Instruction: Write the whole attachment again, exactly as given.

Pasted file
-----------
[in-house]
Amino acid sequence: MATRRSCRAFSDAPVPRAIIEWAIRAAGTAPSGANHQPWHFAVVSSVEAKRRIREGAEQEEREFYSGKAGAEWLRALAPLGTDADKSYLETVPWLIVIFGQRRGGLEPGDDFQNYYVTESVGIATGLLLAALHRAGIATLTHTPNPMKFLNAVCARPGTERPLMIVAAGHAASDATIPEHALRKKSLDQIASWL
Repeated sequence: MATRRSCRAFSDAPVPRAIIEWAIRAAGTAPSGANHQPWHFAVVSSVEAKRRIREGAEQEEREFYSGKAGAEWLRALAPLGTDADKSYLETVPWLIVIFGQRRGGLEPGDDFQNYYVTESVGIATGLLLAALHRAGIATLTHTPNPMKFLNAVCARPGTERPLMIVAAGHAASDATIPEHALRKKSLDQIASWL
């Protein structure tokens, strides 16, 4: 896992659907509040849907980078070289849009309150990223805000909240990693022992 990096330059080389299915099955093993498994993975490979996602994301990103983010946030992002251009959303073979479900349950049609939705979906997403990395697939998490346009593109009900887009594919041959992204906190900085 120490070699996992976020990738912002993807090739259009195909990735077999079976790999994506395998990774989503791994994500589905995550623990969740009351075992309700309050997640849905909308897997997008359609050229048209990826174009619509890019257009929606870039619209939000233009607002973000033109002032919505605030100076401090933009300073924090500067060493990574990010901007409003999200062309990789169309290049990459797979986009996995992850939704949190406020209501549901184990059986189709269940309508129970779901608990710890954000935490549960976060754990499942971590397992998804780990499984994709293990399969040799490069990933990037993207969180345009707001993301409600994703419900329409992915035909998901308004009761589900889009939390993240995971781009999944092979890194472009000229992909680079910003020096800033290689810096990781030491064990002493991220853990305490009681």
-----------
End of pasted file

[in-house]
Amino acid sequence: MATRRSCRAFSDAPVPRAIIEWAIRAAGTAPSGANHQPWHFAVVSSVEAKRRIREGAEQEEREFYSGKAGAEWLRALAPLGTDADKSYLETVPWLIVIFGQRRGGLEPGDDFQNYYVTESVGIATGLLLAALHRAGIATLTHTPNPMKFLNAVCARPGTERPLMIVAAGHAASDATIPEHALRKKSLDQIASWL
Repeated sequence: MATRRSCRAFSDAPVPRAIIEWAIRAAGTAPSGANHQPWHFAVVSSVEAKRRIREGAEQEEREFYSGKAGAEWLRALAPLGTDADKSYLETVPWLIVIFGQRRGGLEPGDDFQNYYVTESVGIATGLLLAALHRAGIATLTHTPNPMKFLNAVCARPGTERPLMIVAAGHAASDATIPEHALRKKSLDQIASWL
């Protein structure tokens, strides 16, 4: 896992659907509040849907980078070289849009309150990223805000909240990693022992 990096330059080389299915099955093993498994993975490979996602994301990103983010946030992002251009959303073979479900349950049609939705979906997403990395697939998490346009593109009900887009594919041959992204906190900085 120490070699996992976020990738912002993807090739259009195909990735077999079976790999994506395998990774989503791994994500589905995550623990969740009351075992309700309050997640849905909308897997997008359609050229048209990826174009619509890019257009929606870039619209939000233009607002973000033109002032919505605030100076401090933009300073924090500067060493990574990010901007409003999200062309990789169309290049990459797979986009996995992850939704949190406020209501549901184990059986189709269940309508129970779901608990710890954000935490549960976060754990499942971590397992998804780990499984994709293990399969040799490069990933990037993207969180345009707001993301409600994703419900329409992915035909998901308004009761589900889009939390993240995971781009999944092979890194472009000229992909680079910003020096800033290689810096990781030491064990002493991220853990305490009681």